BROWNVILLE JUNCTION, Maine — The new minister at the Brownville Junction United Methodist Church has a weighty resume that includes influential friends, a mastery of more than 11 languages and a background that includes imprisonment for resisting apartheid in his South African homeland.
The Rev. Isaac Leshy Paynter, 52, a black man who has ministered in large Canadian and Illinois churches, finds the small Piscataquis County church and the community to his liking.
“Once you meet the people, you fall in love with small communities,” Paynter said during a recent interview.
For Paynter, the circuitous route his life has taken before landing in Brownville has been an intriguing one. Born in Johannesburg, Paynter attended a Catholic church in the morning with his mother, who was studying to be a nurse, and a Methodist church with his grandmother later in the day, he said. “So I got double dose [of religion],” the father of five children joked.
As a teenager, Paynter was involved in activities at both churches and the South African Student Organization, which resisted the ruling party’s apartheid policies.
“In short, we were really the voice of the church to demand justice and the end of racial discrimination because South Africa was known as the only country where public racial discrimination was part of the law,” Paynter said.
It was that voice, however, that caused him and others to become imprisoned. While he served about three months in prison and was released, some of his friends were not so lucky and were killed after torture in detention, he said.
“That was nothing unusual. It was just part and parcel of really having to oppose the injustice that was there,” Paynter said.
Christianity is very clear that certain things are right and certain things are wrong, he said. “There comes a time when you say, ‘This is what we believe, this is the message of the Gospel’ — Jesus fought against injustice.”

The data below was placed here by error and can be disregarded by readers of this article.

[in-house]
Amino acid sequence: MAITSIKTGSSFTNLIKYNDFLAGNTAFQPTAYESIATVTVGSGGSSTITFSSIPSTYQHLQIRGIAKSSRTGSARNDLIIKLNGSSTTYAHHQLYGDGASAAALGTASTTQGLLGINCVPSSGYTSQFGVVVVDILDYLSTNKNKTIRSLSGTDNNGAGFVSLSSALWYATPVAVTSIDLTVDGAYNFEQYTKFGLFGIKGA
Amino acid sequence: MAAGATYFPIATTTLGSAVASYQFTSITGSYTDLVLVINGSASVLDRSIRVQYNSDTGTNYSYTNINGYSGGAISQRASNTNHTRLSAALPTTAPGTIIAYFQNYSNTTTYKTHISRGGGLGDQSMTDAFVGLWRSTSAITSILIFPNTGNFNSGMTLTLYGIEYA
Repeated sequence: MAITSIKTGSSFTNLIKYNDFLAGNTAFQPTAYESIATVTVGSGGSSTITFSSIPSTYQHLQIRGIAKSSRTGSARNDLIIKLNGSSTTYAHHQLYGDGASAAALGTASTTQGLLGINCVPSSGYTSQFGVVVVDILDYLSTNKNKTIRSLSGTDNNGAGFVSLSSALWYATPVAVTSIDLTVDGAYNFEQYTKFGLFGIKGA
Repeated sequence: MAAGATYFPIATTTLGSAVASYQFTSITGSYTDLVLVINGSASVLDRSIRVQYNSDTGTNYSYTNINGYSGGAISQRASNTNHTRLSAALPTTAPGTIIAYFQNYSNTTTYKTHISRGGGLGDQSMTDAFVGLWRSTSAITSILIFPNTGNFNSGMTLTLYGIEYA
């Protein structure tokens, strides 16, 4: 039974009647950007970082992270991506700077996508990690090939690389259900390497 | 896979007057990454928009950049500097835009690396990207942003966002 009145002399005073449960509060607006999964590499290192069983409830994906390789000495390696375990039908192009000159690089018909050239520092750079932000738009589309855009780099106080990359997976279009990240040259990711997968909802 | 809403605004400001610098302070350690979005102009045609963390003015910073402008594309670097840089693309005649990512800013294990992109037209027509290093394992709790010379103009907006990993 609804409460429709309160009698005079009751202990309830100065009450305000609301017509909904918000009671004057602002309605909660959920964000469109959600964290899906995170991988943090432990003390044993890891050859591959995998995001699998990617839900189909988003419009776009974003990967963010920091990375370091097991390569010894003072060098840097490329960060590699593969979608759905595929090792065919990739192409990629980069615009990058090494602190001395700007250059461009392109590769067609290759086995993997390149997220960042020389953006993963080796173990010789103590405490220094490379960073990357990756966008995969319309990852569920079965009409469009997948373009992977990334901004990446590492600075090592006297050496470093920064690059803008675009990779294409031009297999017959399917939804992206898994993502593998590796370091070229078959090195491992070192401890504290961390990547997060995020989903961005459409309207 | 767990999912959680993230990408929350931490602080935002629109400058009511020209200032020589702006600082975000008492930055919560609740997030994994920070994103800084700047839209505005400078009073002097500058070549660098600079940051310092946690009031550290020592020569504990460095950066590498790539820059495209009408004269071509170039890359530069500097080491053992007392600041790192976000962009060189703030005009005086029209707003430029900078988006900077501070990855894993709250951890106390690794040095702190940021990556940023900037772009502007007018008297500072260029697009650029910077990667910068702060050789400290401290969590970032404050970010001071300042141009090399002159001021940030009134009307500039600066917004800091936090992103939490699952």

While attending the University of South Africa, Paynter married a Lutheran minister’s daughter and they had a son. At 20, he and other South African students moved elsewhere in Africa to continue their studies. It was difficult for their families who had to remain behind, he said. With the help of the World Council of Churches, the United Nations and other organizations and churches, the students obtained scholarships and left for England. Because mathematics was his strength, Paynter worked to earn a mathematics degree.
When he finished his studies, his wife, Gilty, joined him in England and they and their son moved to Thunder Bay, Ontario. For the next 15 years, Paynter ministered to a community of 35,000 people in addition to conducting a special ministry in Toronto. His Lutheran church had one of the biggest ministries working with South African exiles and supported the fight against apartheid.
Because of that, Nelson Mandela came to Canada in the early 1990s after serving 27 years in prison to meet with church officials. Mandela and his former wife, Winnie, were hosted by Paynter and others. “We were able to have some time to be with him,” he recalled.
After Mandela became South Africa’s president, he invited Paynter and other church dignitaries to be his guests in South Africa, according to Paynter. There they visited Robben Island, where Mandela spent much of his incarceration, he said.